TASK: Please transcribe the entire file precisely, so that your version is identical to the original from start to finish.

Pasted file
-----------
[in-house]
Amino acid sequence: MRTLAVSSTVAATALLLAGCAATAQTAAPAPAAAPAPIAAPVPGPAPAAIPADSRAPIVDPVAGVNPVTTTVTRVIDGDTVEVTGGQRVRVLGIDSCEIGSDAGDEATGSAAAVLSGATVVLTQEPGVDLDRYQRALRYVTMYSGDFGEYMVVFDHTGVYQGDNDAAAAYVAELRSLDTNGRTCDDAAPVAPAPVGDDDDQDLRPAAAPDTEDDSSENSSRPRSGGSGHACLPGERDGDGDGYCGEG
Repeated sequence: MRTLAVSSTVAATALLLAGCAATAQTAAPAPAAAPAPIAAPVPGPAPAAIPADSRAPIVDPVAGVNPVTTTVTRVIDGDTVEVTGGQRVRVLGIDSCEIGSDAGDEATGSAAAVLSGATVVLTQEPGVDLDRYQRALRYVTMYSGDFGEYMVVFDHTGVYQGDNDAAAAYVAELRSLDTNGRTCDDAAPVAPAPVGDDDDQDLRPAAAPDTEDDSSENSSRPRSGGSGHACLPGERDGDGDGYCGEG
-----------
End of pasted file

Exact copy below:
[in-house]
Amino acid sequence: MRTLAVSSTVAATALLLAGCAATAQTAAPAPAAAPAPIAAPVPGPAPAAIPADSRAPIVDPVAGVNPVTTTVTRVIDGDTVEVTGGQRVRVLGIDSCEIGSDAGDEATGSAAAVLSGATVVLTQEPGVDLDRYQRALRYVTMYSGDFGEYMVVFDHTGVYQGDNDAAAAYVAELRSLDTNGRTCDDAAPVAPAPVGDDDDQDLRPAAAPDTEDDSSENSSRPRSGGSGHACLPGERDGDGDGYCGEG
Repeated sequence: MRTLAVSSTVAATALLLAGCAATAQTAAPAPAAAPAPIAAPVPGPAPAAIPADSRAPIVDPVAGVNPVTTTVTRVIDGDTVEVTGGQRVRVLGIDSCEIGSDAGDEATGSAAAVLSGATVVLTQEPGVDLDRYQRALRYVTMYSGDFGEYMVVFDHTGVYQGDNDAAAAYVAELRSLDTNGRTCDDAAPVAPAPVGDDDDQDLRPAAAPDTEDDSSENSSRPRSGGSGHACLPGERDGDGDGYCGEG